Later, in Baker v. Lauderdale Worthy, 14 Ala. App. 224, 69 So. 299, that court held that a sale of mortgaged property by a mortgagee and thereafter a sale by that purchaser to another purchaser, all of them having notice of the mortgagor's rights, would render them all liable for the conversion as joint tort feasors. That, it seems to us, is exactly this case. The following decisions lend strong support to the view of the Alabama court, though capable of being slightly differentiated in their facts from the situation here presented: Western Union Tel. Co. v. Franklin Const. Co., 70 N.H. 37, 47 A. 616; Wright v. Wilson, 179 Ill. App. 630; Mier v. Southern California Ice Co., 56 Cal.App. 512, 206 P. 83.
Turning now to our own decisions, we find that they lend support to this view of the law. In Rector v. Thompson, 26 Wn. 400, 67 P. 86, there was involved a conversion of cattle by one person and the sale by him to another, and this was held to be a joint conversion by the two, rendering them liable as joint tort feasors and suable as such in one action. In so holding, Judge Mount speaking for the court said:
"At the close of plaintiff's case in chief, defendants Kneeland Spofford moved for a non-suit, which was denied by the court. This ruling is assigned as error. It appears from the evidence that these two defendants had nothing to do with the original taking, but that the cattle were shipped by defendant Stock to himself, at Tacoma, delivered by the railway company in the stock yard of Kneeland Spofford, and left in charge of Kneeland Spofford. It is insisted that, even if there was a conversion on their part, it was a different conversion from the one charged in the complaint, inasmuch as Kneeland Spofford were not connected with the original wrongful taking. This contention cannot be sustained. The letter above referred to notified Kneeland Spofford of the fact that the property was stolen, and when they refused to return the property to its lawful owner they thereby became liable for its conversion. Cooley, Torts (2d ed.), p. 156. That this conversion was at a different time and place from the original conversion of which the other defendants were guilty was immaterial."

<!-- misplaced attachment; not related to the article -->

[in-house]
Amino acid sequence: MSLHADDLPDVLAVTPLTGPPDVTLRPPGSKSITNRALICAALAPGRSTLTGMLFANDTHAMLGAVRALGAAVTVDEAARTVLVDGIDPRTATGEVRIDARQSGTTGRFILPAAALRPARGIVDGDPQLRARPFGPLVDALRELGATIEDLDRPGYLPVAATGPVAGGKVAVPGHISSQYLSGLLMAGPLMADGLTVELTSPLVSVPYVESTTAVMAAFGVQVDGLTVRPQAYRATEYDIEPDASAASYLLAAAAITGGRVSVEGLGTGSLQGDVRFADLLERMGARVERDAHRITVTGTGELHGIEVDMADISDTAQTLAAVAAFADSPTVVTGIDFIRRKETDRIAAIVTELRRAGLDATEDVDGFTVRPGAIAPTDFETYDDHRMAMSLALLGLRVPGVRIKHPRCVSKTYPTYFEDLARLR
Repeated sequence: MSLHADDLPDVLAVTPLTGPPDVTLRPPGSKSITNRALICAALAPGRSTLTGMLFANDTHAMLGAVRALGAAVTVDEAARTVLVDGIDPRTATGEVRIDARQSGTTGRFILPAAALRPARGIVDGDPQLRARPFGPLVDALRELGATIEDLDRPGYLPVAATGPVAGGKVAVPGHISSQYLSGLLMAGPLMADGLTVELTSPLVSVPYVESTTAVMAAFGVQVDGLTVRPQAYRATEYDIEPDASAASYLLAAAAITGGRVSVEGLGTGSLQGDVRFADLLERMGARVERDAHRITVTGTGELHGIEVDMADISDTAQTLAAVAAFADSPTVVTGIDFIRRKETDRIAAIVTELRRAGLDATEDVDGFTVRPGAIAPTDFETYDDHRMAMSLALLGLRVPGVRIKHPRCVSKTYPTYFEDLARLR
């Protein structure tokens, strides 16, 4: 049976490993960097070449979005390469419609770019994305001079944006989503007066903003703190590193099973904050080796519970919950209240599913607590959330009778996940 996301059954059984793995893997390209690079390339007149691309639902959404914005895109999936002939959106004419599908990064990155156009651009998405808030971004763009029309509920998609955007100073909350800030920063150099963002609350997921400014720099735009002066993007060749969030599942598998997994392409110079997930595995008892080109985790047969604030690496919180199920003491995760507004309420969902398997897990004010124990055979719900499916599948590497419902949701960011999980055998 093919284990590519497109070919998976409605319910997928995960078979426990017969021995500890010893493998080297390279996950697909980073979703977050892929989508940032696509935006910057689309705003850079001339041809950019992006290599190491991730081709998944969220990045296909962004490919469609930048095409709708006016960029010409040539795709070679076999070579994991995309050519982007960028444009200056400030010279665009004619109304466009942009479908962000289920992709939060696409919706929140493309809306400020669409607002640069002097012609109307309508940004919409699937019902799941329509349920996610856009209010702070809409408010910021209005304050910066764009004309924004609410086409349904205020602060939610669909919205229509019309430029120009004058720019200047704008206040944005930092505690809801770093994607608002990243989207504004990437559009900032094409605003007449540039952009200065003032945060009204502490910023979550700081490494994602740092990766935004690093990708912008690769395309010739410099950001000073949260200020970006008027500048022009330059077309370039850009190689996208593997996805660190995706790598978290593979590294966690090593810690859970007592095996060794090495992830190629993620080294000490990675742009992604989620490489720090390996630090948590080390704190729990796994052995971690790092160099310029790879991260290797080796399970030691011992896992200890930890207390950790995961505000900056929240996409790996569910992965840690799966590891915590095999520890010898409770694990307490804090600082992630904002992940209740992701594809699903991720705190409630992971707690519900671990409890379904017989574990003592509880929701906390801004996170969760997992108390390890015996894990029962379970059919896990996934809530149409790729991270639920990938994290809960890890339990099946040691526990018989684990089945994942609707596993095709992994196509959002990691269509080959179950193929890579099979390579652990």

Observations lending some further support to our conclusion are to be found in our decisions in Larson v. Hodge, 100 Wn. 419, 171 P. 251, and Arnold v. Peasley, 128 Wn. 176, 222 P. 472. The theory of the law seems to be, that all who take and appropriate property in defiance of the title or lien rights of others therein, with knowledge of such title or lien rights, become joint converters of the property, if such converters are connected in their dealings with the property by receiving successive assumed transfers thereof from the original converters, as well as if they all act directly together in the original conversion.
We are of the opinion that the record so far made in this case shows a conversion of the hay by Warner and Murphy, acting jointly, rendering them liable as joint tort feasors and hence suable for damages therefor in this one action, and that, therefore, the trial court erred in rendering its judgment of dismissal upon the theory that they were not jointly liable, but only separately liable, if at all.
Some contention is made in behalf of Warner and Murphy that this action must, in any event, fail because of want of proof of the hay in question being hay raised during the year 1924, and also that this action must, in any event, fail because of insufficiency of mortgage description of the hay crop to be raised in the year 1924. These contentions are presented to us wholly without argument or citation of authorities, and we therefore do not feel called upon to discuss them.
The judgment of dismissal is reversed, and the cause remanded to the superior court for further proceedings consistent with the views herein expressed.
TOLMAN, C.J., MACKINTOSH, MITCHELL, and ASKREN, JJ., concur.